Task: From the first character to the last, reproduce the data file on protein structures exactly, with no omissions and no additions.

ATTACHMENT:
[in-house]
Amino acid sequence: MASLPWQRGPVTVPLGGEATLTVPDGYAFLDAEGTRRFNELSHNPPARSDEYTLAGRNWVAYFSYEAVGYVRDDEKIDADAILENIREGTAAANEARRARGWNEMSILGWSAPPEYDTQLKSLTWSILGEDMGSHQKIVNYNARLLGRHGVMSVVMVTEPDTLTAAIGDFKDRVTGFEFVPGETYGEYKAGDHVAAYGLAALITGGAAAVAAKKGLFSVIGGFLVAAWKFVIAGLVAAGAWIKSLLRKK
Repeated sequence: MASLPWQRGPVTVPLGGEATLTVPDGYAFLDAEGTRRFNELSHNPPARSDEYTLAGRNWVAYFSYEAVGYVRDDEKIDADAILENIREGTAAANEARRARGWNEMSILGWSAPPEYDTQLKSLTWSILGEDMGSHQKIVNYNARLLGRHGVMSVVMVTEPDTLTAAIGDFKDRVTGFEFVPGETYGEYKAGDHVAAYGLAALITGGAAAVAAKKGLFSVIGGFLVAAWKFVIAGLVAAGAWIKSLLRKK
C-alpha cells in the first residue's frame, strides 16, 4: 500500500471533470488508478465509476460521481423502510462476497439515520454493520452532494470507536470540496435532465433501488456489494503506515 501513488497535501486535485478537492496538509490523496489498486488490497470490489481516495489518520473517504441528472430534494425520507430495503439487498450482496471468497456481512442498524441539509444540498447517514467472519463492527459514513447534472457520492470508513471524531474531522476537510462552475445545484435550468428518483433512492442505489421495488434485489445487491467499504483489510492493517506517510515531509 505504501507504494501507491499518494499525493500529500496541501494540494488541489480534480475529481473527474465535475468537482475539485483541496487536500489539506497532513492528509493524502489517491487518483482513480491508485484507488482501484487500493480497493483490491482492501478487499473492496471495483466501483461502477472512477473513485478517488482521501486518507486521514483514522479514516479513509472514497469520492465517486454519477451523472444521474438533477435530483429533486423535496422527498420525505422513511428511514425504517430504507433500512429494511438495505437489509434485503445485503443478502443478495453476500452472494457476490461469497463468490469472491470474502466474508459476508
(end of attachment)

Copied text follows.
[in-house]
Amino acid sequence: MASLPWQRGPVTVPLGGEATLTVPDGYAFLDAEGTRRFNELSHNPPARSDEYTLAGRNWVAYFSYEAVGYVRDDEKIDADAILENIREGTAAANEARRARGWNEMSILGWSAPPEYDTQLKSLTWSILGEDMGSHQKIVNYNARLLGRHGVMSVVMVTEPDTLTAAIGDFKDRVTGFEFVPGETYGEYKAGDHVAAYGLAALITGGAAAVAAKKGLFSVIGGFLVAAWKFVIAGLVAAGAWIKSLLRKK
Repeated sequence: MASLPWQRGPVTVPLGGEATLTVPDGYAFLDAEGTRRFNELSHNPPARSDEYTLAGRNWVAYFSYEAVGYVRDDEKIDADAILENIREGTAAANEARRARGWNEMSILGWSAPPEYDTQLKSLTWSILGEDMGSHQKIVNYNARLLGRHGVMSVVMVTEPDTLTAAIGDFKDRVTGFEFVPGETYGEYKAGDHVAAYGLAALITGGAAAVAAKKGLFSVIGGFLVAAWKFVIAGLVAAGAWIKSLLRKK
C-alpha cells in the first residue's frame, strides 16, 4: 500500500471533470488508478465509476460521481423502510462476497439515520454493520452532494470507536470540496435532465433501488456489494503506515 501513488497535501486535485478537492496538509490523496489498486488490497470490489481516495489518520473517504441528472430534494425520507430495503439487498450482496471468497456481512442498524441539509444540498447517514467472519463492527459514513447534472457520492470508513471524531474531522476537510462552475445545484435550468428518483433512492442505489421495488434485489445487491467499504483489510492493517506517510515531509 505504501507504494501507491499518494499525493500529500496541501494540494488541489480534480475529481473527474465535475468537482475539485483541496487536500489539506497532513492528509493524502489517491487518483482513480491508485484507488482501484487500493480497493483490491482492501478487499473492496471495483466501483461502477472512477473513485478517488482521501486518507486521514483514522479514516479513509472514497469520492465517486454519477451523472444521474438533477435530483429533486423535496422527498420525505422513511428511514425504517430504507433500512429494511438495505437489509434485503445485503443478502443478495453476500452472494457476490461469497463468490469472491470474502466474508459476508